Inheritance tax has been the subject of much conjecture, with overhauls suggested in the lead-up to almost every recent Budget.
Various chancellors have so far resisted temptation to tinker with the inheritance tax system, although it seems likely the winds of change will blow through in the near future.
Inheritance tax is levied on your estate – which includes any properties, investments, money or possessions – when you die.
While it’s not a tax that will directly affect you, it will affect any beneficiaries you have as any liability is deducted from the value of your estate before it’s distributed.
For this reason, it’s essential to start taking charge of planning your estate long before the grim reaper comes knocking.
Nil-rate band and tax rate
Inheritance tax is charged at 40% when the value of an estate exceeds £325,000. All estates worth less than this threshold will be tax-free.
For example, your estate is worth £600,000 and the tax-free threshold is £325,000. Inheritance tax would be charged at 40% on £275,000, leaving a potential bill of £110,000 on your estate.
The nil-rate band is transferable between spouses and civil partners, so it’s possible to double the tax-free threshold on your estate to £650,000 if your partner dies.
Residence nil-rate band in 2019/20
If you leave your home to your children or grandchildren, you can claim the residence nil-rate band which increases your tax-free threshold to £450,000 in 2018/19.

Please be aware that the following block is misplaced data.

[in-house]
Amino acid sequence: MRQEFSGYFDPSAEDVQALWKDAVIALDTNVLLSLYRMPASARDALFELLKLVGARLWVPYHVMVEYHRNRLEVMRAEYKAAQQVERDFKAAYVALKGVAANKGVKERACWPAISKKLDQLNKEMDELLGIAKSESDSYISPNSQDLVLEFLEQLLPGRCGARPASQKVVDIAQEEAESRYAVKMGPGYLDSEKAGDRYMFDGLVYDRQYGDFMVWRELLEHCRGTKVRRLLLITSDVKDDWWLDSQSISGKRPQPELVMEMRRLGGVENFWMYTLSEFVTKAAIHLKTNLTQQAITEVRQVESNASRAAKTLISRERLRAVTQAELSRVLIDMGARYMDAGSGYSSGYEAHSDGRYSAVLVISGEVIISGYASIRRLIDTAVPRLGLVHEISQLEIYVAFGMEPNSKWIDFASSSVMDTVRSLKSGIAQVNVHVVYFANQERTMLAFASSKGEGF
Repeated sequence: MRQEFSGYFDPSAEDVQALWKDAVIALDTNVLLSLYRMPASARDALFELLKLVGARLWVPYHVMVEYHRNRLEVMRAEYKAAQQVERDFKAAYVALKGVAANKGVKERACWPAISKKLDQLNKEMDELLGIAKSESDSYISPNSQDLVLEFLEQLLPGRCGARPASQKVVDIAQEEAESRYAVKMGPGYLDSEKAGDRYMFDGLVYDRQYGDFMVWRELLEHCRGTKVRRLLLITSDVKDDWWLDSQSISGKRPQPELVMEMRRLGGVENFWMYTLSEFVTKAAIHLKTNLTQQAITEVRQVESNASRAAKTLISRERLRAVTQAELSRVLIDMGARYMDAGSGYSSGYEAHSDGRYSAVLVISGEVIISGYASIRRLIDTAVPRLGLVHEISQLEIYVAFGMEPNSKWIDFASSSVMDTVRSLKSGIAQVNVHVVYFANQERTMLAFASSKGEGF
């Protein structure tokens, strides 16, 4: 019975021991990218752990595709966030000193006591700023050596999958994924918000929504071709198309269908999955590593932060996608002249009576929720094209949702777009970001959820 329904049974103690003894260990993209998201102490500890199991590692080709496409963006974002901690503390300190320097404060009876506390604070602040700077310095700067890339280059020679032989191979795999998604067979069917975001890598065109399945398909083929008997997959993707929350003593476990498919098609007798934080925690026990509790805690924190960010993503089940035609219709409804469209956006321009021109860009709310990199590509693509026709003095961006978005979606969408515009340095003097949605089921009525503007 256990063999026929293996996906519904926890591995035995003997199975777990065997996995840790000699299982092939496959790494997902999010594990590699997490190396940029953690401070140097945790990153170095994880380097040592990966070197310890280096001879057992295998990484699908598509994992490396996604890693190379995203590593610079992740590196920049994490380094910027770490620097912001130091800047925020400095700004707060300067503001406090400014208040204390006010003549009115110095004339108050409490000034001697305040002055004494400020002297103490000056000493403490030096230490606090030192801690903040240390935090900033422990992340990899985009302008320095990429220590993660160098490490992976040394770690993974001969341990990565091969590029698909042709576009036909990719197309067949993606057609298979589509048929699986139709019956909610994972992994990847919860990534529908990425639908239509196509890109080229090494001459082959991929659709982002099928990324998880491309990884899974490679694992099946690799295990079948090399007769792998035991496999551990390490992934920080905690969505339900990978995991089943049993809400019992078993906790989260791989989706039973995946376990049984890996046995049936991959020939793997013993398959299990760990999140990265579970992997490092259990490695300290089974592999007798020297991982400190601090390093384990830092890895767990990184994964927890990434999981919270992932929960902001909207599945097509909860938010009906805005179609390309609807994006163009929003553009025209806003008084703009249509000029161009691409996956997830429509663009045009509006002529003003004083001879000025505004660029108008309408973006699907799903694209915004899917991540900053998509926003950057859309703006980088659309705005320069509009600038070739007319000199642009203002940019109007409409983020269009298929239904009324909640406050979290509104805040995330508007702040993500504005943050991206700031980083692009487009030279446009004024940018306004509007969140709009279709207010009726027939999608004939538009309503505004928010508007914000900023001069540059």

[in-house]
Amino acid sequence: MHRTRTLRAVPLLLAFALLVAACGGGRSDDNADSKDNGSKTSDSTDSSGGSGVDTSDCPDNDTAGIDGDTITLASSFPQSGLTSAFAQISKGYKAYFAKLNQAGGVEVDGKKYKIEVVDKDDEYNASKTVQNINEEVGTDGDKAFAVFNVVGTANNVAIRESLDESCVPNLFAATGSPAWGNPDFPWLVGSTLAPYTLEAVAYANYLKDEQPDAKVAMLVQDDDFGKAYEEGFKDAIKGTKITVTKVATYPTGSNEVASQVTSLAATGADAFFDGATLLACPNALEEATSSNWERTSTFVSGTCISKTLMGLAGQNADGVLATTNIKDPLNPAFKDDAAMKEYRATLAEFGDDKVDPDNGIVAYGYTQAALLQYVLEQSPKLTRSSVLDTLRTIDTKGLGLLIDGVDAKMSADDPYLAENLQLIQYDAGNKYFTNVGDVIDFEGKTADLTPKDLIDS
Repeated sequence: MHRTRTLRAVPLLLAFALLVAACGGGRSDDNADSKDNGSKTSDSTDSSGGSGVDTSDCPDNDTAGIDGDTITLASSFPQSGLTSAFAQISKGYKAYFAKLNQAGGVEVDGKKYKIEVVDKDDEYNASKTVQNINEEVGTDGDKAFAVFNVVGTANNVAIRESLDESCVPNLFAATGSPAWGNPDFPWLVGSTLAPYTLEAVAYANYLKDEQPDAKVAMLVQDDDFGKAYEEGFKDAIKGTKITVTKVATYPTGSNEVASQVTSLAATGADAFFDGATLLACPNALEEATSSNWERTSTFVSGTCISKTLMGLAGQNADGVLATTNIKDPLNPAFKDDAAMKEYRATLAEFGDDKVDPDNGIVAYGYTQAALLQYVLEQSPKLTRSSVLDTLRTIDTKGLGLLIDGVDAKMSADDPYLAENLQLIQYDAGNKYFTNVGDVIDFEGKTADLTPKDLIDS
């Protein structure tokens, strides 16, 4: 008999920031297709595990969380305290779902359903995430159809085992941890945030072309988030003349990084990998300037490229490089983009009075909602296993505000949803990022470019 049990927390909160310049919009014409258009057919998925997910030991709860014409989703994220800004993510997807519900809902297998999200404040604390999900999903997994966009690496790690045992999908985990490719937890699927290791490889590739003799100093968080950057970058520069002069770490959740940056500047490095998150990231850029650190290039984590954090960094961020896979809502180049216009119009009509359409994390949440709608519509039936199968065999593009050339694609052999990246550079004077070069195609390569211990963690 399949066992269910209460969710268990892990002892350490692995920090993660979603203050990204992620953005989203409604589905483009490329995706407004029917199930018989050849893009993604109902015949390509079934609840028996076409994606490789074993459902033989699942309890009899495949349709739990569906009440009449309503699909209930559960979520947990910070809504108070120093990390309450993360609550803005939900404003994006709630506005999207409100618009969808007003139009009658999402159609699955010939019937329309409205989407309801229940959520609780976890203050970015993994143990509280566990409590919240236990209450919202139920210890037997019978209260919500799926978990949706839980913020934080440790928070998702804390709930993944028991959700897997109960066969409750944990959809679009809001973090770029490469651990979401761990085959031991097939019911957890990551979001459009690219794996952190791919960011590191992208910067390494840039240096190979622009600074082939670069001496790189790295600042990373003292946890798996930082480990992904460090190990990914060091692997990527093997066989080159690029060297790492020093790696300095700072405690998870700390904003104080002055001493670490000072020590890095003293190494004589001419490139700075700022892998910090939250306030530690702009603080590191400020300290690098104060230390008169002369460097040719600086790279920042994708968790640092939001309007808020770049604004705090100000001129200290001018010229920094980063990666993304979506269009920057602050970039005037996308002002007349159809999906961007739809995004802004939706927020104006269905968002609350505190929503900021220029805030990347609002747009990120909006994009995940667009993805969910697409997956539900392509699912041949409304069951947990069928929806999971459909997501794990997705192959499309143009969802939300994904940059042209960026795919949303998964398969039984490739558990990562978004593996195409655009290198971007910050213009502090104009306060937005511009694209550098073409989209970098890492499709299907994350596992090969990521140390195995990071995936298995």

This is because the residence nil-rate band, which stands at £125,000 in 2018/19, works on top of the £325,000 basic nil-rate band.
It has been increasing by £25,000 for each individual since its introduction in April 2017, at which point the threshold was set at £100,000 per person.
From April 2019, you’ll be able to pass on £150,000. Your spouse or civil partner has the same allowance, potentially doubling what you can pass on to £300,000 in 2019/20.
Individuals who die in 2019/20 will be able to leave their family home worth up to £475,000 to any child or grandchild without their estate being subject to inheritance tax.
A surviving spouse or civil partner can claim any unused percentage of the residence nil-rate band, enabling you to potentially double your allowance – to £950,000 in 2019/20.
What does the future hold for inheritance tax?
Chancellor Philip Hammond wrote to the Office for Tax Simplification (OTS) earlier this year to request a review of the inheritance tax system.
The OTS recently revealed its response, which calls for a digital system to be adopted for inheritance tax amid concerns the current form-filling system is too complex.
To simplify the process, the OTS would like to see a “fully integrated digital system for inheritance tax ”, including the facility to file an application for probate.
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